Today is Labor Day, so hopefully that means you’re not reading this at the office computer but on the couch—or even better, on the patio warming up the grill for a backyard barbecue or getting ready to take an end-of-summer dip in the pool. Either way, enjoy your day. If you’re looking for something online before you get out there and enjoy the day, check this out: it’s a gallery of great photos that are bound to remind you that summer is fleeting, and swimming weather is almost gone. It’s a collection of diving photographs on The Boston Globe’s Big Picture Blog, and it’s bound to make you miss summer before it’s even over.
Bits of Bits
Friday, September 3, 2010
Steve Berardi is the PhotoNaturalist, and I highly recommend reading his blog if you're at all interested in wildlife, landscape and nature photography. But his expertise goes well beyond topics of use only to outdoorsmen, as evidenced by a techie think piece he recently wrote for DPS. It answers a question about which I’ve always wondered: what exactly is a bit and why does it matter? Analog-to-digital converters, color depth, even Photoshop itself uses the ìbitî terminology, but none of them seem to mean exactly the same thing. So if you too wonder about bits, check out Steve’s great new post. And then be sure to visit his own blog to see what wildlife and nature photography bits you can learn about too. (See what I did there?) Pardon the pun, but it is true: there’s always lots to learn from the PhotoNaturalist.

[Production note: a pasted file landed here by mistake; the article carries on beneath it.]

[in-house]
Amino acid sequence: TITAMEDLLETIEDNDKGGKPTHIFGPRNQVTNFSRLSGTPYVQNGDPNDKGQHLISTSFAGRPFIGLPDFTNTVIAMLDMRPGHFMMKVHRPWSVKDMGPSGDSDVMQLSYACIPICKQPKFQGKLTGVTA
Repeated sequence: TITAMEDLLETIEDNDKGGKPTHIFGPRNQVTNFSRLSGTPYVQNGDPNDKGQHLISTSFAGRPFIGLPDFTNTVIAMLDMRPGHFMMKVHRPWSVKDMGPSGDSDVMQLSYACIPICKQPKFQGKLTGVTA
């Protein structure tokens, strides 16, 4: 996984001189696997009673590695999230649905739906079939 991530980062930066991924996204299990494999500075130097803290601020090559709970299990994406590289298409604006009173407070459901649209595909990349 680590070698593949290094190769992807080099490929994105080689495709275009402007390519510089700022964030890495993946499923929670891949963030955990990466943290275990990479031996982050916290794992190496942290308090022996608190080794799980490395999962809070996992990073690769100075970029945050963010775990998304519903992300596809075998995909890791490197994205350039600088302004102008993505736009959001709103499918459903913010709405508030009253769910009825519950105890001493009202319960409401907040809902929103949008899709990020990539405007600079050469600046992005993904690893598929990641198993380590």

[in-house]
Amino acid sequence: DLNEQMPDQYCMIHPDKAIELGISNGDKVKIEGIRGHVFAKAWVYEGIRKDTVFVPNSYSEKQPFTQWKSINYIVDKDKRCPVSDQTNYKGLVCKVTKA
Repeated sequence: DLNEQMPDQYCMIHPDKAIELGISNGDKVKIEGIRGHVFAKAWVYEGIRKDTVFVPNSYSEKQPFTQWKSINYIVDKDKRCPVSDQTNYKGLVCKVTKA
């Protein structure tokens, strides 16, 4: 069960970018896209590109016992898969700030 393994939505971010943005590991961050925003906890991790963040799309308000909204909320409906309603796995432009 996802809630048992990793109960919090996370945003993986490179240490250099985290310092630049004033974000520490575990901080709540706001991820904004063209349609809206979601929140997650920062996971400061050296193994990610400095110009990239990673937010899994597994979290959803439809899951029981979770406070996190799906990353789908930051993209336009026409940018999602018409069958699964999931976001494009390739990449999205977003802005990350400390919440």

All About Color
Thursday, September 2, 2010
Everything, and I do mean everything, you could ever want to know about color seems to be contained within this nice new post at Lifehacker. Not only is it an amusing and entertaining read, it really does have a lot of pertinent information for photographers who want a deeper understanding of how and why color works in a photograph. More than a technical analysis, though, the post is about color theory—the interactions of complementary colors and the psychological impact of certain hues, for instance—and how to put it to use in your photographs.
Street Photo Tips
Wednesday, September 1, 2010